While divorce and separation are often caused by financial trouble, they can also lead to financial trouble. For instance, who keeps the house? Who makes the payments on the house? Who benefits from all the payments already made on the house during the years the marriage was intact? What happens when one spouse refuses to the leave the house, but the spouse not in residence is the only one who cares to keep the house from falling into foreclosure? Understanding bankruptcy and home loans is very important before proceeding.
Situations like this can get very tricky. Even when a couple is on the same page financially it can be difficult to save a home from foreclosure so it is not surprising that when a couple can’t agree on a game plan it’s extremely hard to manage. Some who find themselves in this situation consider turning to bankruptcy as a solution.
It’s not an uncommon situation, but it is a very difficult and trying one. The financial crisis has actually resulted in lower divorce rates because people simply cannot afford to get divorced or to manage two separate households financially. In the situation mentioned above, where one spouse who doesn’t care to pay on the home is insisting ton staying in residence while the home falls into foreclosure, but the spouse who moved out because the couple was separated actually does want to save the house, the best option might actually be loan modification. Bankruptcy is an option, but loan modification would be the best/recommended first choice.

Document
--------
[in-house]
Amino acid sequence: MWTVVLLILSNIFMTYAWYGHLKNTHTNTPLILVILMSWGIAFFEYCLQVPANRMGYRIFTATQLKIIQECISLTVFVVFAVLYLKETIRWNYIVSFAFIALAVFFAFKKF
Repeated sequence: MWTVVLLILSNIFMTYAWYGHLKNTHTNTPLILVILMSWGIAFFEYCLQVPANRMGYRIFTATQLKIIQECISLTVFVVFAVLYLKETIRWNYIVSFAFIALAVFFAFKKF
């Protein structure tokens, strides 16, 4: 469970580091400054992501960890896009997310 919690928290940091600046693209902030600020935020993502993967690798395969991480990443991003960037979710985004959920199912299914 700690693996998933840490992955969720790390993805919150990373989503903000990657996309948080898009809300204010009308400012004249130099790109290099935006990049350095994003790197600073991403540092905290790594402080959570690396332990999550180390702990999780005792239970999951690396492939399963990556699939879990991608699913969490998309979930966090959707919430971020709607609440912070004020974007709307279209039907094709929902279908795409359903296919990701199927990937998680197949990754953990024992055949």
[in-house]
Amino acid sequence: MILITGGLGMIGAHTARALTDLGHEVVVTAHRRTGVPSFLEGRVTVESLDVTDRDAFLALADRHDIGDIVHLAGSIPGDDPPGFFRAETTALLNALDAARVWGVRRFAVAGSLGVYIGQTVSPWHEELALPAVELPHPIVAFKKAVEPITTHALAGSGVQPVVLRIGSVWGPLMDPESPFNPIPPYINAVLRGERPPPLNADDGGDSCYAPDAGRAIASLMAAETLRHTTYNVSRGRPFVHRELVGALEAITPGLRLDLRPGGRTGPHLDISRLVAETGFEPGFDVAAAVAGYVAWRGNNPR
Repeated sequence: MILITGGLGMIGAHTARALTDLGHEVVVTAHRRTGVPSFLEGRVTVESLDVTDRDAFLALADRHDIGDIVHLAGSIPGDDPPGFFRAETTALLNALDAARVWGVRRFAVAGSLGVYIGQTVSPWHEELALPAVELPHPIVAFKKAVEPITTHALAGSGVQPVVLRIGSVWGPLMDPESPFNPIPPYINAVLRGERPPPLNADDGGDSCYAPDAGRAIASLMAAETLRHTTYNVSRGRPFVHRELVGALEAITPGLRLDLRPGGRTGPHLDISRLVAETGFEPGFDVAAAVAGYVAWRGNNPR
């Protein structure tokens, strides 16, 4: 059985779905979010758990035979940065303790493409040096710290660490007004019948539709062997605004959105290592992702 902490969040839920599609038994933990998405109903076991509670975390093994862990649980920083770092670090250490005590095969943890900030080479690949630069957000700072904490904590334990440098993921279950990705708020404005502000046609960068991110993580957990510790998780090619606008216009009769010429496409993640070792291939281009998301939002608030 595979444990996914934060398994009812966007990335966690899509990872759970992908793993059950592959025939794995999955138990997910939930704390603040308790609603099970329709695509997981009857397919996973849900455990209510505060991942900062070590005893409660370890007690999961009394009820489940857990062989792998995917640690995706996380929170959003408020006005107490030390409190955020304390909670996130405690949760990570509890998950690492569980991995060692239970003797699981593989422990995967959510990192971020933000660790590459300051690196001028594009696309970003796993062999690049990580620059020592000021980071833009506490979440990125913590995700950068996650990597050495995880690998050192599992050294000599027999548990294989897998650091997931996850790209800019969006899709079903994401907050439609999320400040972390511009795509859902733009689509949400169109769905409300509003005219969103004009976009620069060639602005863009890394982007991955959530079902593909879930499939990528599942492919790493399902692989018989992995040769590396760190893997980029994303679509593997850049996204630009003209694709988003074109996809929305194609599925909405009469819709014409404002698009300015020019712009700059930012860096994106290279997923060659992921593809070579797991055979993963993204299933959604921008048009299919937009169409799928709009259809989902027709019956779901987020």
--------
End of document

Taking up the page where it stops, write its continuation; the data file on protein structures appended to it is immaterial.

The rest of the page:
Here are the options for this (hypothetical) case:
Option #1: Chapter 13 bankruptcy allows you to get caught up on the mortgage payment over a specified repayment period (usually 36 to 60 months). It’s referred to as a reorganization bankruptcy for a reason. It will allow you to keep the house and get caught up on all delinquent payments. Different bankruptcy courts have different requirements, but for most courts, you will need to make two payments each month. One will be to the mortgage company and one will be to your bankruptcy trustee (appointed by the court). The payment made to the trustee will be sent to the mortgage lender. This will bring you current on the missed mortgage payments. Depending on how far behind you are in your mortgage payment, the payment to the bankruptcy trustee could be quite high. Some can’t afford to make the payment that would be necessary under a Chapter 13 repayment plan.
Option #2: You can file Chapter 13 bankruptcy, manage to scrape together the necessary monthly payments for a short time period and then apply for a loan modification. Mortgage lenders who have been in receipt of regular, consecutive mortgage payments are more likely to work with borrowers on modifications.
Option #3: Apply for a loan modification without the benefit of bankruptcy. It’s possible that the lender may be willing to work with you. If a loan modification were approved, it would bring your mortgage current (placing the total of the missed payments into the loan balance). The lender would most likely want you to be living in the house when you apply for the loan modification as most will only work on a modification with borrowers if the house is their primary residence.
If you need assistance with Chapter 13 bankruptcy or determining whether bankruptcy or loan modification will be the best fit for your financial and personal situation, contact the southern California bankruptcy experts at Westgate Law.